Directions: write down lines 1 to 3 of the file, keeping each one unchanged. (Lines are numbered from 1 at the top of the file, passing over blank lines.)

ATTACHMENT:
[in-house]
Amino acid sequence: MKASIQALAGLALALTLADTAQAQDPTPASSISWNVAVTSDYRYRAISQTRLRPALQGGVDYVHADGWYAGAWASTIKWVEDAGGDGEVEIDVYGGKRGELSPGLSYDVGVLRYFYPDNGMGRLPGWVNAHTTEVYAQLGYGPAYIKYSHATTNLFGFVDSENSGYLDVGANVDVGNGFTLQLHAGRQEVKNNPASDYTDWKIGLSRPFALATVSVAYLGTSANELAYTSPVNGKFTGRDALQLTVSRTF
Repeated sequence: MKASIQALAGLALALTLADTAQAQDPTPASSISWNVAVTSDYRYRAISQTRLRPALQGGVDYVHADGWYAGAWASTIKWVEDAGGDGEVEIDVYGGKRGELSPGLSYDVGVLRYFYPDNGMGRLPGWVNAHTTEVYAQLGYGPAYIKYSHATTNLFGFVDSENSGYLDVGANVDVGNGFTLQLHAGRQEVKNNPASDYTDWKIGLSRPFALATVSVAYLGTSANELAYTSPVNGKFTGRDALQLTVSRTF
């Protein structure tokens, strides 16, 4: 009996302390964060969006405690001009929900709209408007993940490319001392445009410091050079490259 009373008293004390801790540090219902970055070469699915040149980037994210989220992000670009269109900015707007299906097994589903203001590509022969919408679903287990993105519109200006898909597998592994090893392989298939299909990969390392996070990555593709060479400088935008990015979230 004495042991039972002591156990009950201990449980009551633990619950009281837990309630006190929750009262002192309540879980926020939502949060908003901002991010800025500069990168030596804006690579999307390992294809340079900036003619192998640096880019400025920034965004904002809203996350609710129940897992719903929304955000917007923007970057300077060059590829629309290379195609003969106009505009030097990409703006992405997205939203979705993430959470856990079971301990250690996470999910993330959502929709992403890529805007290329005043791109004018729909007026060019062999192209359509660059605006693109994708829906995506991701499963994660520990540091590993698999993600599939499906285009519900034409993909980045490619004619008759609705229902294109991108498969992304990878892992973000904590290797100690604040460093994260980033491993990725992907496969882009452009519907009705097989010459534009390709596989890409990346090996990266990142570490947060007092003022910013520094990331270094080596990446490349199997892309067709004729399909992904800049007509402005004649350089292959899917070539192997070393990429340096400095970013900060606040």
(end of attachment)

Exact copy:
[in-house]
Amino acid sequence: MKASIQALAGLALALTLADTAQAQDPTPASSISWNVAVTSDYRYRAISQTRLRPALQGGVDYVHADGWYAGAWASTIKWVEDAGGDGEVEIDVYGGKRGELSPGLSYDVGVLRYFYPDNGMGRLPGWVNAHTTEVYAQLGYGPAYIKYSHATTNLFGFVDSENSGYLDVGANVDVGNGFTLQLHAGRQEVKNNPASDYTDWKIGLSRPFALATVSVAYLGTSANELAYTSPVNGKFTGRDALQLTVSRTF
Repeated sequence: MKASIQALAGLALALTLADTAQAQDPTPASSISWNVAVTSDYRYRAISQTRLRPALQGGVDYVHADGWYAGAWASTIKWVEDAGGDGEVEIDVYGGKRGELSPGLSYDVGVLRYFYPDNGMGRLPGWVNAHTTEVYAQLGYGPAYIKYSHATTNLFGFVDSENSGYLDVGANVDVGNGFTLQLHAGRQEVKNNPASDYTDWKIGLSRPFALATVSVAYLGTSANELAYTSPVNGKFTGRDALQLTVSRTF